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Lets say my company produces a device which can be connected to secure websites or it may act as some kind of server.

Lets say I produced 100 pieces of the same device. Should I get one SSL certificate for all of them or 100 unique certficates? 

Or even better, Can I still communicate with a secure server without a certificate?

I need to know how it is done currently in the industry, for example in the case of mobile phones.

  • Will they all be distributed to the same company, or will they go to different companies? – cpast Apr 21 '15 at 4:49
  • It will be given to different users just like mobile phones are used by many people. You can think of device as a portable device which will be used by people, not organizations – Sreejith M M Apr 21 '15 at 5:23
  • What do you intend to achieve with the certificate? Note: Clients do not need to use a certificate for TLS; there are client certs, but they're generally used within an organization to authenticate with your organizational account, and aren't used for general-purpose TLS. – cpast Apr 21 '15 at 5:38
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As a rule, each should be unique.

The private key associated with a certificate needs to be secret. If that secret gets out, then they don't offer any protection. You can assume that anyone who has possession of a device can extract the key from that device, so you want each key to be unique.

Certificates needn't be signed to offer protection. It helps, but the encryption still works without the signature. If you have to decide between an unsigned certificate and a compromised key, I think the situation is worse with a compromised key.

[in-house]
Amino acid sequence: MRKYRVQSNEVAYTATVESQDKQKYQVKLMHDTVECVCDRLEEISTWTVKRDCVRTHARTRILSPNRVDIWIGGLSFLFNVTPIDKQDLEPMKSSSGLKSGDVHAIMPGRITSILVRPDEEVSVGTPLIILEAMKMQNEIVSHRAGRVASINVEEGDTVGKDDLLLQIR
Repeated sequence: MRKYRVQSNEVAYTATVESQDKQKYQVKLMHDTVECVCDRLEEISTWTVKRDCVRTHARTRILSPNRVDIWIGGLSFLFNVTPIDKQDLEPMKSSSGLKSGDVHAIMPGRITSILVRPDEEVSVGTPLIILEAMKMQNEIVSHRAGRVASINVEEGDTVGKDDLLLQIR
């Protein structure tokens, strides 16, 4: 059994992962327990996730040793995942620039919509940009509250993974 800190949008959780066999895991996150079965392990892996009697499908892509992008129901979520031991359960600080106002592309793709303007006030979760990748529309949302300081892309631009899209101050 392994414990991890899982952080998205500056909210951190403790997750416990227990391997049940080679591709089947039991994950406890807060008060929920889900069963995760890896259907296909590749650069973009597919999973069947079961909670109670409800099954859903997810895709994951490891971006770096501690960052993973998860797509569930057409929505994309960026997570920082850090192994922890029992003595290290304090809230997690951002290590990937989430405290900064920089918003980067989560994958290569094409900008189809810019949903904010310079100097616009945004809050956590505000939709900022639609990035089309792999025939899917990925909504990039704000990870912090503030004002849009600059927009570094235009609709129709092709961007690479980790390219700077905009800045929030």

As for communicating with a remote server, you only need a certificate for running the server, not for connecting to it.

  • If client does not need a certificate, how , lets say ,Google, will know what public key needs to be used while communicating with my phone during an Https? – Sreejith M M Apr 21 '15 at 7:33
  • It doesn't. A certificate is used to authenticate one side. Typically on the server is authenticated, and any client is allowed to connect. If you want to authenticate a CLIENT using certificates, that's an option, but it's uncommon. – tylerl Apr 21 '15 at 23:01
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A certificate is used to make sure that you connect to the correct device, that is that no man-in-the-middle is intercepting the connection. If you employ the same certificate on lots of devices which are shipped to lots of different customers the goal of proper verification if your own device can not be reached. Apart from that each of these devices would probably contain the same private key, thus extracting the private key from a single of these devices would make an attacker to intercept communication of all of the others and depending on the ciphers used would also make it be able to decrypt also previously intercepted encrypted traffic.

Thus the usual way is to create a unique certificate for each device, with a unique public and private key. Even better is to let the user replace the certificate with their own, because this way in can be better integrated in their own infrastructure.

  • So, two iPhones(for eg) has different SSL certifcates? In the case of linux laptop or an android phone where can I see the certificate file? – Sreejith M M Apr 21 '15 at 5:21
  • @SreejithMM Certificates are associated with servers, not clients (there is such a thing as a client cert, but that is used by a very, very, very small fraction of users and is never preloaded into a general consumer product). An iPhone doesn't have a certificate pair installed, because it doesn't need one, not being a server. – cpast Apr 21 '15 at 5:35
  • How server will know the public key of my phone? – Sreejith M M Apr 21 '15 at 7:34
  • Your phone does not have a public key unless TLS based client authentication is used (usually not). I think you should study the basics of how TLS works. – Steffen Ullrich Apr 21 '15 at 7:35
  • Ok. I got it. Symmetric key of client will be used for session – Sreejith M M Apr 21 '15 at 9:00

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